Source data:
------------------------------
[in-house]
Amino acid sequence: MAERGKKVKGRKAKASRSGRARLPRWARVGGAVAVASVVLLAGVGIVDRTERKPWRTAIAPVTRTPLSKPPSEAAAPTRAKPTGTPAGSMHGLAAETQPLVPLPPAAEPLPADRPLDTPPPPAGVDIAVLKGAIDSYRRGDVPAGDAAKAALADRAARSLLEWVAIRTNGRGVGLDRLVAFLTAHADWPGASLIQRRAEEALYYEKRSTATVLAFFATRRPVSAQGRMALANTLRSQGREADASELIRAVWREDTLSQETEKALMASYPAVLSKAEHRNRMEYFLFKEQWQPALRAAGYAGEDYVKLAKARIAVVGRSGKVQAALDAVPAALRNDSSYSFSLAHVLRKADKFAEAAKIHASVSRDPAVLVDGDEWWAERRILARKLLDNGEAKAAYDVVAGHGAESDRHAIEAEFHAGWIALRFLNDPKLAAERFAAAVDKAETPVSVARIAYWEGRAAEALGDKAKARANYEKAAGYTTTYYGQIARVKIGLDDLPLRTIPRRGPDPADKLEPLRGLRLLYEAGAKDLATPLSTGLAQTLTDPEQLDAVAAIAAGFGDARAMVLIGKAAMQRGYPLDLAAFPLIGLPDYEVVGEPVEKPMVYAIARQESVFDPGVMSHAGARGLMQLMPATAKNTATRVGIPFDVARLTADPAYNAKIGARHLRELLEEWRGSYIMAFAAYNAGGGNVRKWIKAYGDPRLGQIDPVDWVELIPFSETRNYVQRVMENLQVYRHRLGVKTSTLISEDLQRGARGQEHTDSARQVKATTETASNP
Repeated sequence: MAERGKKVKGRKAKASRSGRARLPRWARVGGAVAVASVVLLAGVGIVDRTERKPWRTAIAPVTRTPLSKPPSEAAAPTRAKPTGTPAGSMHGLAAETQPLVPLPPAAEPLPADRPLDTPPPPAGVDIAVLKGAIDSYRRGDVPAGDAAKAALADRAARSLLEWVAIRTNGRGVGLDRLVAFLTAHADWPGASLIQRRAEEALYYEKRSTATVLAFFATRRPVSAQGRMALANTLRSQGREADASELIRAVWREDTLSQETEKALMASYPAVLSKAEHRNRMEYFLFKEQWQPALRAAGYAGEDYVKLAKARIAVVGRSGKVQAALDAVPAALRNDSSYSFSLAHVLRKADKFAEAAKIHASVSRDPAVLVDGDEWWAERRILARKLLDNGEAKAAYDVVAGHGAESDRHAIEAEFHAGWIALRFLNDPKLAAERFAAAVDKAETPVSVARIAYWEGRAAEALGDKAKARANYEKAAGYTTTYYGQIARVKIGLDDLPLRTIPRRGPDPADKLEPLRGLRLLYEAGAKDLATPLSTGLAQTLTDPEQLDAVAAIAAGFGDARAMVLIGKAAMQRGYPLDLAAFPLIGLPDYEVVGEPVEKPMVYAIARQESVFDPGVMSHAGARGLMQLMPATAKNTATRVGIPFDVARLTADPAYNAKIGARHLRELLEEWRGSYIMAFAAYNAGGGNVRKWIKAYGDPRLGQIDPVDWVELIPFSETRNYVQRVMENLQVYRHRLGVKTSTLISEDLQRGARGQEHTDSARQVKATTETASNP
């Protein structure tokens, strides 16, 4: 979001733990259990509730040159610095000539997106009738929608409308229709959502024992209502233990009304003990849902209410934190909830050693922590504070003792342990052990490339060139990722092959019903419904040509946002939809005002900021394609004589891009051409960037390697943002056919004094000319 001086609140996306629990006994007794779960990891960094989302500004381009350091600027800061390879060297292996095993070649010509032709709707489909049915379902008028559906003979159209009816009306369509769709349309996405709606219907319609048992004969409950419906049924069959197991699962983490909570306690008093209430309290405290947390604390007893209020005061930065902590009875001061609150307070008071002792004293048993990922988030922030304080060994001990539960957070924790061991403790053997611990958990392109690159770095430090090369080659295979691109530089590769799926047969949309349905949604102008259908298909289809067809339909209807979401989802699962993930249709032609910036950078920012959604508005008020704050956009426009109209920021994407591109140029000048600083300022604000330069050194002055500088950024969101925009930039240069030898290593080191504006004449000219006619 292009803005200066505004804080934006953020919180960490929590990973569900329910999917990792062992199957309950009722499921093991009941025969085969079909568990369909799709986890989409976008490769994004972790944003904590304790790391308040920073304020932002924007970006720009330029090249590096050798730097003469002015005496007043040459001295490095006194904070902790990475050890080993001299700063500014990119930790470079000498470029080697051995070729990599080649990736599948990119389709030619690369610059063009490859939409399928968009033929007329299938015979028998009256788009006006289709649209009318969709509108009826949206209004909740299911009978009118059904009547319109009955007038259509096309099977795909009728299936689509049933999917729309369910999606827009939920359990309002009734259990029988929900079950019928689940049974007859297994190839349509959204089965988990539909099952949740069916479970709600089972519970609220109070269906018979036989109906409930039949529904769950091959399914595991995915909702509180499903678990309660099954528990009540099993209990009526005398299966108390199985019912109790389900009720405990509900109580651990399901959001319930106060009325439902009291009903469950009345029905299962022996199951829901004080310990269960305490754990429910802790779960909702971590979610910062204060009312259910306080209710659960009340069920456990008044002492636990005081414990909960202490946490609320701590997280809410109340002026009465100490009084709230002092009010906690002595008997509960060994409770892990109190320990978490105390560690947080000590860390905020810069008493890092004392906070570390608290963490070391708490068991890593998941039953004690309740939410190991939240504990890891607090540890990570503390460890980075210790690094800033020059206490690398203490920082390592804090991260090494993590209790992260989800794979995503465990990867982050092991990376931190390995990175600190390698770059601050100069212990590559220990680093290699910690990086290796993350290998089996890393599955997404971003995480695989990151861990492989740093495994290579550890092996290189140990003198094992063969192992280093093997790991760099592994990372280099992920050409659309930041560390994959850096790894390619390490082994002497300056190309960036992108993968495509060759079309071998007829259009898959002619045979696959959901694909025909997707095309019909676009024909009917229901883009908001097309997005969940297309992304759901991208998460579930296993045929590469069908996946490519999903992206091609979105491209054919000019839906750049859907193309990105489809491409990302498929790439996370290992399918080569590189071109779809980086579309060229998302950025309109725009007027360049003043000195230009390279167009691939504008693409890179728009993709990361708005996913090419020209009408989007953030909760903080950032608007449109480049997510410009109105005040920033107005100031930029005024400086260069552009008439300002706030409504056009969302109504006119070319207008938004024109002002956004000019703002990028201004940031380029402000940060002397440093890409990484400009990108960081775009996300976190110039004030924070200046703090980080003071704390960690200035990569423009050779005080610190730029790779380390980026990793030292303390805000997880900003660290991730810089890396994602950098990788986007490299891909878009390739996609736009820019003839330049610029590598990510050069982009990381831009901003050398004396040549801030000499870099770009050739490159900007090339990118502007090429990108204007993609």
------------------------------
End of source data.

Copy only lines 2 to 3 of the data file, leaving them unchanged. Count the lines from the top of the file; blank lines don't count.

Amino acid sequence: MAERGKKVKGRKAKASRSGRARLPRWARVGGAVAVASVVLLAGVGIVDRTERKPWRTAIAPVTRTPLSKPPSEAAAPTRAKPTGTPAGSMHGLAAETQPLVPLPPAAEPLPADRPLDTPPPPAGVDIAVLKGAIDSYRRGDVPAGDAAKAALADRAARSLLEWVAIRTNGRGVGLDRLVAFLTAHADWPGASLIQRRAEEALYYEKRSTATVLAFFATRRPVSAQGRMALANTLRSQGREADASELIRAVWREDTLSQETEKALMASYPAVLSKAEHRNRMEYFLFKEQWQPALRAAGYAGEDYVKLAKARIAVVGRSGKVQAALDAVPAALRNDSSYSFSLAHVLRKADKFAEAAKIHASVSRDPAVLVDGDEWWAERRILARKLLDNGEAKAAYDVVAGHGAESDRHAIEAEFHAGWIALRFLNDPKLAAERFAAAVDKAETPVSVARIAYWEGRAAEALGDKAKARANYEKAAGYTTTYYGQIARVKIGLDDLPLRTIPRRGPDPADKLEPLRGLRLLYEAGAKDLATPLSTGLAQTLTDPEQLDAVAAIAAGFGDARAMVLIGKAAMQRGYPLDLAAFPLIGLPDYEVVGEPVEKPMVYAIARQESVFDPGVMSHAGARGLMQLMPATAKNTATRVGIPFDVARLTADPAYNAKIGARHLRELLEEWRGSYIMAFAAYNAGGGNVRKWIKAYGDPRLGQIDPVDWVELIPFSETRNYVQRVMENLQVYRHRLGVKTSTLISEDLQRGARGQEHTDSARQVKATTETASNP
Repeated sequence: MAERGKKVKGRKAKASRSGRARLPRWARVGGAVAVASVVLLAGVGIVDRTERKPWRTAIAPVTRTPLSKPPSEAAAPTRAKPTGTPAGSMHGLAAETQPLVPLPPAAEPLPADRPLDTPPPPAGVDIAVLKGAIDSYRRGDVPAGDAAKAALADRAARSLLEWVAIRTNGRGVGLDRLVAFLTAHADWPGASLIQRRAEEALYYEKRSTATVLAFFATRRPVSAQGRMALANTLRSQGREADASELIRAVWREDTLSQETEKALMASYPAVLSKAEHRNRMEYFLFKEQWQPALRAAGYAGEDYVKLAKARIAVVGRSGKVQAALDAVPAALRNDSSYSFSLAHVLRKADKFAEAAKIHASVSRDPAVLVDGDEWWAERRILARKLLDNGEAKAAYDVVAGHGAESDRHAIEAEFHAGWIALRFLNDPKLAAERFAAAVDKAETPVSVARIAYWEGRAAEALGDKAKARANYEKAAGYTTTYYGQIARVKIGLDDLPLRTIPRRGPDPADKLEPLRGLRLLYEAGAKDLATPLSTGLAQTLTDPEQLDAVAAIAAGFGDARAMVLIGKAAMQRGYPLDLAAFPLIGLPDYEVVGEPVEKPMVYAIARQESVFDPGVMSHAGARGLMQLMPATAKNTATRVGIPFDVARLTADPAYNAKIGARHLRELLEEWRGSYIMAFAAYNAGGGNVRKWIKAYGDPRLGQIDPVDWVELIPFSETRNYVQRVMENLQVYRHRLGVKTSTLISEDLQRGARGQEHTDSARQVKATTETASNP